Wednesday, June 25, 2008
Thursday, June 26, 2008 ... Let's continue looking up
Last May, 2007, I started to notice these sort of muted, creamy, almost dogwood-shaped blossoms, practically at eye level as I walked down the slightly steep sidewalk from West Burnside to our apartment building. As time passed, I snapped these photos. I lucked up on finding out what the tree's name is, with the help of Google and Marsha at work--she's quite the gardener.
From Wikipedia, the free encyclopedia
The Kousa Dogwood (Cornus kousa or Benthamidia kousa), also known as the Japanese Flowering Dogwood (Yamaboushi (ヤマボウシ, Yamaboushi?)), is a small deciduous tree 8-12 m tall, native to eastern Asia. Like most dogwoods, it has opposite, simple leaves, which are 4-10 cm long.
The tree is extremely showy when in flower, but the "flowers" are actually showy white bracts below the cluster of inconspicuous yellow-green flowers. The flowering is in late spring, weeks after it leafs out. It has a relatively upright habit, unlike the closely related Flowering Dogwood (Cornus florida) of eastern North America, which has a sprawling habit. It also differs from that in flowering about a month later, and in having pointed (not rounded) flower bracts.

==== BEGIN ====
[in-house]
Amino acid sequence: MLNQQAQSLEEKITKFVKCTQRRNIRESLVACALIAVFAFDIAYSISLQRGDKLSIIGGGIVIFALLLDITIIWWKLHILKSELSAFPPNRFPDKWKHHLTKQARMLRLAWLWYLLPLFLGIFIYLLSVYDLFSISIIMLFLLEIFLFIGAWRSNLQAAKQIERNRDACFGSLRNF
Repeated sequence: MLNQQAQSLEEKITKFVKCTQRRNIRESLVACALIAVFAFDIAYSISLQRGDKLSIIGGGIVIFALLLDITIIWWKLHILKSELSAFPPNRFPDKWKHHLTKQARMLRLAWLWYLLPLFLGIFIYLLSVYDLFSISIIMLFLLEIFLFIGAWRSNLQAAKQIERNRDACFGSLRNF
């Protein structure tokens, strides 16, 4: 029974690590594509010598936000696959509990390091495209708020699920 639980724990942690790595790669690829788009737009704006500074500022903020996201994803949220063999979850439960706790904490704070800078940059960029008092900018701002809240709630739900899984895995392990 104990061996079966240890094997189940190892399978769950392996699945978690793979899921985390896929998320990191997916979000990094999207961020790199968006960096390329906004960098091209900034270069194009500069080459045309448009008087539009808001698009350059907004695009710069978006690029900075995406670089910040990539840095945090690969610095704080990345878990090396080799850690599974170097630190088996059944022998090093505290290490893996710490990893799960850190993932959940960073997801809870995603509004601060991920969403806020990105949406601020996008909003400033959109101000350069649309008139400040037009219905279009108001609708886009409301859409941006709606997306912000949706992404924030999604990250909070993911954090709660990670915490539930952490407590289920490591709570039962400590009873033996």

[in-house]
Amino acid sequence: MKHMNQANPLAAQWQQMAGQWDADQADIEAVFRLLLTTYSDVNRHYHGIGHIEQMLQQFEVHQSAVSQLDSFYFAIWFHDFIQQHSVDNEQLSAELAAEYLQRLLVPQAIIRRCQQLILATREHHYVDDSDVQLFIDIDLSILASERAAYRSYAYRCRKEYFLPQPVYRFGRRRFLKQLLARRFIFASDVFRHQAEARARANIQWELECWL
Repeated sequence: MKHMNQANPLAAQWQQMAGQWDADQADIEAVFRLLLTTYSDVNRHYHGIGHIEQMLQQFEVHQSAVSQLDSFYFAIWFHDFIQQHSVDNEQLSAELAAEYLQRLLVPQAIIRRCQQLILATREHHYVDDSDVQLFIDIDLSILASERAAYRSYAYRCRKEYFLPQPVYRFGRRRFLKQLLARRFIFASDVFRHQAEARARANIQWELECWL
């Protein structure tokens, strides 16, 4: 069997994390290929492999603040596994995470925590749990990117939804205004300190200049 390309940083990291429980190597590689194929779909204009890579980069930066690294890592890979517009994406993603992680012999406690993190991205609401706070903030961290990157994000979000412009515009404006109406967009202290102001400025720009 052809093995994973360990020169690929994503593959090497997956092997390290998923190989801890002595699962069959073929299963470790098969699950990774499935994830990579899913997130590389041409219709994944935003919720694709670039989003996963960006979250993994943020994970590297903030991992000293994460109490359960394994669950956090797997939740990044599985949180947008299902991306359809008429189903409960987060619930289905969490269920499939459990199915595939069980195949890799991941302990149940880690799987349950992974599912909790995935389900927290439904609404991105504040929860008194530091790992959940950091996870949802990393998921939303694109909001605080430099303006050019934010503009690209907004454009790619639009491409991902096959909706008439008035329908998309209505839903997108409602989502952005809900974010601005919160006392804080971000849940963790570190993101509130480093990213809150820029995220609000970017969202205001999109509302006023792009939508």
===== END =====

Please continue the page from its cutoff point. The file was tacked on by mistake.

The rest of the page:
The fruit is a globose pink to red compound berry 2-3 cm diameter, though these berries tend to grow larger towards the end of the season and some berry clusters that do not fall from the tree surpass 4 cm. It is edible; though lacking any interesting flavour to humans, it is taken by birds.
There are two varieties:
* Cornus kousa var. kousa. Leaves 4-7 cm; flower bracts 3-5 cm. Japan.
* Cornus kousa var. chinensis. Leaves 5-10 cm; flower bracts 4-6 cm. China.
It is resistant to the dogwood anthracnose disease, caused by the fungus Discula destructiva, unlike Flowering Dogwood, which is very susceptible and commonly killed by it; for this reason, Kousa Dogwood is being widely planted as an ornamental tree in areas affected by the disease. A number of hybrids between Kousa Dogwood and Flowering Dogwood have also been selected for their disease resistance and good flower appearance.